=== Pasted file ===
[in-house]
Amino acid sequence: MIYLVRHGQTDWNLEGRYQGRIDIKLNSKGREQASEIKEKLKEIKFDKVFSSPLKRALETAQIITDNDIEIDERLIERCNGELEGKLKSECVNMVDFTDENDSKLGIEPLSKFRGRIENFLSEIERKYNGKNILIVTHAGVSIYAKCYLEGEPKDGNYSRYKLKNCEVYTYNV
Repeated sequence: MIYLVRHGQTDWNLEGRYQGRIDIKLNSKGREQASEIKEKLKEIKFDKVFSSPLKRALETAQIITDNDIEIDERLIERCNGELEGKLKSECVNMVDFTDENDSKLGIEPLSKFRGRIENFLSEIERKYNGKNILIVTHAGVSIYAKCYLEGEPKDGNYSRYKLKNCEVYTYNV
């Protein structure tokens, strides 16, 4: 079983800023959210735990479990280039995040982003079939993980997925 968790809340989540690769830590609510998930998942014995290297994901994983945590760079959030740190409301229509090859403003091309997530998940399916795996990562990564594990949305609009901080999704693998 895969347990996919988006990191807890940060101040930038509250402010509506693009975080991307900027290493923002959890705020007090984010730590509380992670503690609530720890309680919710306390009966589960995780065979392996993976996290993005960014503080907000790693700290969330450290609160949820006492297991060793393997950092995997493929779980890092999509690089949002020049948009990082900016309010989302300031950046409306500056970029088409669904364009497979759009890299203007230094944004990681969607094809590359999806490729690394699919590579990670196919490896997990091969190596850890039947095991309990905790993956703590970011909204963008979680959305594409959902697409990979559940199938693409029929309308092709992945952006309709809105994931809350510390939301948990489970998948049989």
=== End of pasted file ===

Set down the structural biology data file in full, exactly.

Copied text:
[in-house]
Amino acid sequence: MIYLVRHGQTDWNLEGRYQGRIDIKLNSKGREQASEIKEKLKEIKFDKVFSSPLKRALETAQIITDNDIEIDERLIERCNGELEGKLKSECVNMVDFTDENDSKLGIEPLSKFRGRIENFLSEIERKYNGKNILIVTHAGVSIYAKCYLEGEPKDGNYSRYKLKNCEVYTYNV
Repeated sequence: MIYLVRHGQTDWNLEGRYQGRIDIKLNSKGREQASEIKEKLKEIKFDKVFSSPLKRALETAQIITDNDIEIDERLIERCNGELEGKLKSECVNMVDFTDENDSKLGIEPLSKFRGRIENFLSEIERKYNGKNILIVTHAGVSIYAKCYLEGEPKDGNYSRYKLKNCEVYTYNV
């Protein structure tokens, strides 16, 4: 079983800023959210735990479990280039995040982003079939993980997925 968790809340989540690769830590609510998930998942014995290297994901994983945590760079959030740190409301229509090859403003091309997530998940399916795996990562990564594990949305609009901080999704693998 895969347990996919988006990191807890940060101040930038509250402010509506693009975080991307900027290493923002959890705020007090984010730590509380992670503690609530720890309680919710306390009966589960995780065979392996993976996290993005960014503080907000790693700290969330450290609160949820006492297991060793393997950092995997493929779980890092999509690089949002020049948009990082900016309010989302300031950046409306500056970029088409669904364009497979759009890299203007230094944004990681969607094809590359999806490729690394699919590579990670196919490896997990091969190596850890039947095991309990905790993956703590970011909204963008979680959305594409959902697409990979559940199938693409029929309308092709992945952006309709809105994931809350510390939301948990489970998948049989």